Why I am a Christian (2)

We live in a culture that hates judgment or condemnation towards any person or group of people based on objective standards of right and wrong. The solution we have come up with is to get rid of the idea that such standards exist. There is the implicit belief in Western culture that once this is accomplished we will then know the harmony we are seeking.

But this falls short in two ways:

1. No one can ever really jettison their moral standards.

I can remember a few conversations that start like this: “I don’t like Christianity because it implies judgment. It proclaims a fixed and absolute morality which I don’t believe in. Who am I to say to a person that their sexual preference or life choices are wrong? We each must decide right and wrong for ourselves,” friends say.
Then I want to ask if there are any examples of people doing things that are wrong regardless of what the person of their action. Hitler and the Holocaust come to mind. The person says that yes, the Holocaust was wrong. I ask why? Because it is. Hitler’s acts are unjustifiable even though he believed them to be moral. Then there really is an absolute moral standard. If you take a step back and look at it, people who say that are really advocating their own moral platform. They still have an idea of what is good for everybody and what is wrong for everybody, but that is the very thing they are seeking to avoid.

2. Getting rid of the idea of standards doesn’t actually lead to the harmony it is seeking.
The idea is that if everyone is free to determine their own morality and no one is free to condemn anyone else’s morality then that kind of tolerance will eliminate condemnation and judgment and create community and love. But the opposite is actually the case. That kind of tolerance will never lead to real love or real community, but only to politeness. The goal is to eliminate conflict, but the prescribed remedy is to ignore it. But if there is really an objective right and wrong, and none of us can escape the idea that there is, then this is not a loving act. Nor are the conflicts between people resolved by not addressing them, they only fester. The true route to what our culture wants lies through the very kind of judgment that it outlaws. To retain the concept of wrong is the only way to ever have the possibility of real community and real love. The first layer is mere manners, politeness. The second layer is conflict and resolution. The third layer is community. We live in a fallen world, often it takes passing through the second layer to come to the third layer. A harmony that is achieved through remaining only on the first layer is only superficial. A love that is reached through retaining the idea of wrong and overcoming it, resolving it, loving people despite profound disagreement, is real love.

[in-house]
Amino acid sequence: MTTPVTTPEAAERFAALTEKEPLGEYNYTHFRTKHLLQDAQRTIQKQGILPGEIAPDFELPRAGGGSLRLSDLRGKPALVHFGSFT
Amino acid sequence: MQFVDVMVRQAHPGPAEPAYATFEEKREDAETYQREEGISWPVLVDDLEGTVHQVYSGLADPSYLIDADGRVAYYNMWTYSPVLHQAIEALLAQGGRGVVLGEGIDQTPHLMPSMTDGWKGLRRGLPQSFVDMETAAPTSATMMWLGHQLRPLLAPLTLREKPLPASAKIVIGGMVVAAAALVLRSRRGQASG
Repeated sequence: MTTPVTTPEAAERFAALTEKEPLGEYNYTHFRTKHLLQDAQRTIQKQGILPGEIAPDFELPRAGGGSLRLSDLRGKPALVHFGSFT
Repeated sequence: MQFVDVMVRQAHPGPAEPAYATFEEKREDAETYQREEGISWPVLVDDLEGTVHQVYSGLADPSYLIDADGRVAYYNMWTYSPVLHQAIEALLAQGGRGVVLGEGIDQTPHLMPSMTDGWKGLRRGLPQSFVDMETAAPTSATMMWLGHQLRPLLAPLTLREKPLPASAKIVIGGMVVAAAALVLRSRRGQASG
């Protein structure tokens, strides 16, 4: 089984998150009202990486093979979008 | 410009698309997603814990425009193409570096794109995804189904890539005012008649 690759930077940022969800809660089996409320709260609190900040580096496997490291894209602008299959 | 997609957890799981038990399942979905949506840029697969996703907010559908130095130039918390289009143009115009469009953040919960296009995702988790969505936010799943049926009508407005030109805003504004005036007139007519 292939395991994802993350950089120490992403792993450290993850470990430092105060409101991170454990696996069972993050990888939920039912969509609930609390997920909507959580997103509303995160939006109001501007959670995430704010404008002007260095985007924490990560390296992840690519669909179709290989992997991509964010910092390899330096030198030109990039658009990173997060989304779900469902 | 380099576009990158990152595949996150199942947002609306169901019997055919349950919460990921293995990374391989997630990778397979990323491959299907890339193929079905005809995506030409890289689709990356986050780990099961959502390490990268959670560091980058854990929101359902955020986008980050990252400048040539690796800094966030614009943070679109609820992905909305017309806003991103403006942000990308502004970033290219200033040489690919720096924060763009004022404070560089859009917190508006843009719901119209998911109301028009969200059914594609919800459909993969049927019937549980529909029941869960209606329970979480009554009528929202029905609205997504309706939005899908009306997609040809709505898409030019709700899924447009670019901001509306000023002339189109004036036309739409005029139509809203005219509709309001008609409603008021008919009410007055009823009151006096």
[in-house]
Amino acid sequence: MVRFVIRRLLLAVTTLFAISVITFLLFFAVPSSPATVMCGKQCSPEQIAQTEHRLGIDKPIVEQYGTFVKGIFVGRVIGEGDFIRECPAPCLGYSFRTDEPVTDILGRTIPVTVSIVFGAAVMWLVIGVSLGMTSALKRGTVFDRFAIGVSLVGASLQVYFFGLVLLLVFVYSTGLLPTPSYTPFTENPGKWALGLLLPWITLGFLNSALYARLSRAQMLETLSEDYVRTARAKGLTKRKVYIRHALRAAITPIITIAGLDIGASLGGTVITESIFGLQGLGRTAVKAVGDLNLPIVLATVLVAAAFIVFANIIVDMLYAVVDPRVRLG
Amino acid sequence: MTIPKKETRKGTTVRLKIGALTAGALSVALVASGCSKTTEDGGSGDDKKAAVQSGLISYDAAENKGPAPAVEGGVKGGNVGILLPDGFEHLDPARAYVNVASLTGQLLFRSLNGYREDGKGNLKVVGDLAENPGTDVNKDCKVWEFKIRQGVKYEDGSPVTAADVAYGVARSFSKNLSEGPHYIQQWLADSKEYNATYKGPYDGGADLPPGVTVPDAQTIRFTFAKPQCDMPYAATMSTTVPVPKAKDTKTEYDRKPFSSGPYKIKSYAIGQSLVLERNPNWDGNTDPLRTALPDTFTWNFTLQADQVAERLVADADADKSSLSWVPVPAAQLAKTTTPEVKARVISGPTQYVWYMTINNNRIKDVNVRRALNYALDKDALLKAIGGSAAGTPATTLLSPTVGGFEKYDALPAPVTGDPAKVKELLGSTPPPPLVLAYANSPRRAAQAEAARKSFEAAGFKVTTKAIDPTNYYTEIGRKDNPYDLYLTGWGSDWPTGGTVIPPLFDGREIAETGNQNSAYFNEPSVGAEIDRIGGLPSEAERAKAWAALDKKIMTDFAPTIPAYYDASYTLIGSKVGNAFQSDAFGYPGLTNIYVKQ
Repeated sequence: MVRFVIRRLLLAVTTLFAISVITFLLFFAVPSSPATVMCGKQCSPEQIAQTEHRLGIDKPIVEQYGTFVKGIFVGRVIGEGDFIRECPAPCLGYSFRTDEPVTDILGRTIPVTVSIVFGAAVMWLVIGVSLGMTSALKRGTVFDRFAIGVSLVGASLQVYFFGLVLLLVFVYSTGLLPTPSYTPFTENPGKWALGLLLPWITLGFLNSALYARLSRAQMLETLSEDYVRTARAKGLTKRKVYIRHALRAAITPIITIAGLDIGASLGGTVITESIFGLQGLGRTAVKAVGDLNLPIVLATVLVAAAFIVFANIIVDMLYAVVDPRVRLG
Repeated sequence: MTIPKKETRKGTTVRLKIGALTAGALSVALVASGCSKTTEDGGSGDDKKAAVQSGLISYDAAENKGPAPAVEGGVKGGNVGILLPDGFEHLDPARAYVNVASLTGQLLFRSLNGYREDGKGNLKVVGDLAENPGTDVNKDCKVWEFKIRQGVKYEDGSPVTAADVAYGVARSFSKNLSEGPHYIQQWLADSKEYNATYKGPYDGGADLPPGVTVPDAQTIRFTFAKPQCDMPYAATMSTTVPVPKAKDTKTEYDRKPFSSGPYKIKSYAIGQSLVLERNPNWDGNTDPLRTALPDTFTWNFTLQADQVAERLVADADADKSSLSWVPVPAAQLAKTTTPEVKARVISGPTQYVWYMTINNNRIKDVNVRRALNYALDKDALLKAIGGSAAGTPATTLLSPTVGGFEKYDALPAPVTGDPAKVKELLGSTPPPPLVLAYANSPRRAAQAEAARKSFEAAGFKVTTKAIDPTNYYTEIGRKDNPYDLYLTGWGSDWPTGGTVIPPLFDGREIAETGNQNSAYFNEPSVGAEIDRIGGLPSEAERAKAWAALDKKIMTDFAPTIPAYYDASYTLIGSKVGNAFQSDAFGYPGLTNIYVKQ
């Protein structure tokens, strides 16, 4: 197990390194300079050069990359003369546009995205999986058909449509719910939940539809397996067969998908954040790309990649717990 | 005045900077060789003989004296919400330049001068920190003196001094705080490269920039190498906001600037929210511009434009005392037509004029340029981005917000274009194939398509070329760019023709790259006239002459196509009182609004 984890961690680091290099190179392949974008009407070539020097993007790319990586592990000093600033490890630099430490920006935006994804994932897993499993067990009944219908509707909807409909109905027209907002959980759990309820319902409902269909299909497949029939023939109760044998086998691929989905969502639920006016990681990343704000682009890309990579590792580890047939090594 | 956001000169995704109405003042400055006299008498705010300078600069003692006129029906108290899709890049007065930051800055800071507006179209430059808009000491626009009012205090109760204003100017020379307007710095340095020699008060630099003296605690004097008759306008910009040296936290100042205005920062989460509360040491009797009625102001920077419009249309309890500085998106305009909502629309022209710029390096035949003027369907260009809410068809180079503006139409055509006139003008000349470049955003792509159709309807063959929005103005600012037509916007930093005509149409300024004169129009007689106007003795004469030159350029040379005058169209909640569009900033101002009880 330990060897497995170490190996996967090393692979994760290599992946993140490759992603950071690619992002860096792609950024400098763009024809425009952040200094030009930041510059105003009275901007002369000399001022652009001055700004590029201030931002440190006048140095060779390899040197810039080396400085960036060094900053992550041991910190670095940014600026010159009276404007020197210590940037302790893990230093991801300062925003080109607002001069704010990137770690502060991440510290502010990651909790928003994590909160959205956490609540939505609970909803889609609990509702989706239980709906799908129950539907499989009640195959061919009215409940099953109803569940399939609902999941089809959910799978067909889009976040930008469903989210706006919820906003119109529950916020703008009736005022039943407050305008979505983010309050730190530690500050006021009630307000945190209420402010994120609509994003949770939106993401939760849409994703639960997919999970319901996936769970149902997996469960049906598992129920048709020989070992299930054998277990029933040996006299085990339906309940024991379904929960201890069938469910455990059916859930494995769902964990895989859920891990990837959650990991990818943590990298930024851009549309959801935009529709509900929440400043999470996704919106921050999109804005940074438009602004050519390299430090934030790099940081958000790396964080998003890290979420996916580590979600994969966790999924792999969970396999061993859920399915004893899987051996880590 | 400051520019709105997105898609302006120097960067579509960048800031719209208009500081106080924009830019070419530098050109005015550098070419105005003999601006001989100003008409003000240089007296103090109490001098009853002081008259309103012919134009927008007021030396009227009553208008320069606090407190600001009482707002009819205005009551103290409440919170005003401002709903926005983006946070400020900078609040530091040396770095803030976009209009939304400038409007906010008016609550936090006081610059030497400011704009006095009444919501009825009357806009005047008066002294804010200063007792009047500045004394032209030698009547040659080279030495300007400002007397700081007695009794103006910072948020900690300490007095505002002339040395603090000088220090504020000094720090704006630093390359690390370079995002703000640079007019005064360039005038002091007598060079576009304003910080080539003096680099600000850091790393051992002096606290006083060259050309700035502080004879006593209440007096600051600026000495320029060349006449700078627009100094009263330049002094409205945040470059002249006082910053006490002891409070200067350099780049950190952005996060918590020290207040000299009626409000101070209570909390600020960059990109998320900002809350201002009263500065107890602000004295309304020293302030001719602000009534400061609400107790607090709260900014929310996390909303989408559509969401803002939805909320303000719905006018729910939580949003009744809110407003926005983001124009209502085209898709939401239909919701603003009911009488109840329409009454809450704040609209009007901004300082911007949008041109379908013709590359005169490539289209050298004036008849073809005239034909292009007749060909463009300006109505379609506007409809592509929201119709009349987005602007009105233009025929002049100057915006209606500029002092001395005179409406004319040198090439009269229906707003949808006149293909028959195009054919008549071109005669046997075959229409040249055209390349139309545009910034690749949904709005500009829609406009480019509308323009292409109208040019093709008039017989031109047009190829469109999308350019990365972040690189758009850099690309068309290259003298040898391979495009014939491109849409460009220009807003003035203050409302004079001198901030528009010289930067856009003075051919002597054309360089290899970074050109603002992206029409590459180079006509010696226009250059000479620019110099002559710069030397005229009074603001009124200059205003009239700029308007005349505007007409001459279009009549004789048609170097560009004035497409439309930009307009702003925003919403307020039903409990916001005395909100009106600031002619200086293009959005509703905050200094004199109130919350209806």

What does this have to do with why I am a Christian?

The things we desire have their home in Christianity. Our culture believes that absolute moral standards inevitably lead to judgment, condemnation, oppression, and intolerance, but when you look steadily into the heart of Christianity you see that belief does not hold together. At the heart of Christianity lies a man who, holding uncompromisingly to absolutes, gave his life for his enemies. The picture of a God who is holy and yet loved his people so much as to die for them should enter the heart of every Christian and explode there. Christians ought to be more uncompromising in their adherence to what is good, true, and beautiful, and more loving, more sacrificial toward those who disagree, more gracious.
Christianity has the greater resources for providing the good things our culture wants. It says that all people were made in the image of God, they are his masterworks, they are cared for, provided for and loved by their maker. Because of this each individual has dignity, deserves respect, concern, and love regardless of distinctions society puts on them. It has greater resources to impel believers to sacrificial service for their fellows. This is the path to the love and community and harmony our culture wants.
In Western culture it is a chance preference, a moral taste which has no grounding, no foundation (because we do not believe in absolutes, so how could such a preference be absolutely true for all people?). In Christianity, however, it is an absolute which flows from the wounds of God made by his enemies for their sakes.

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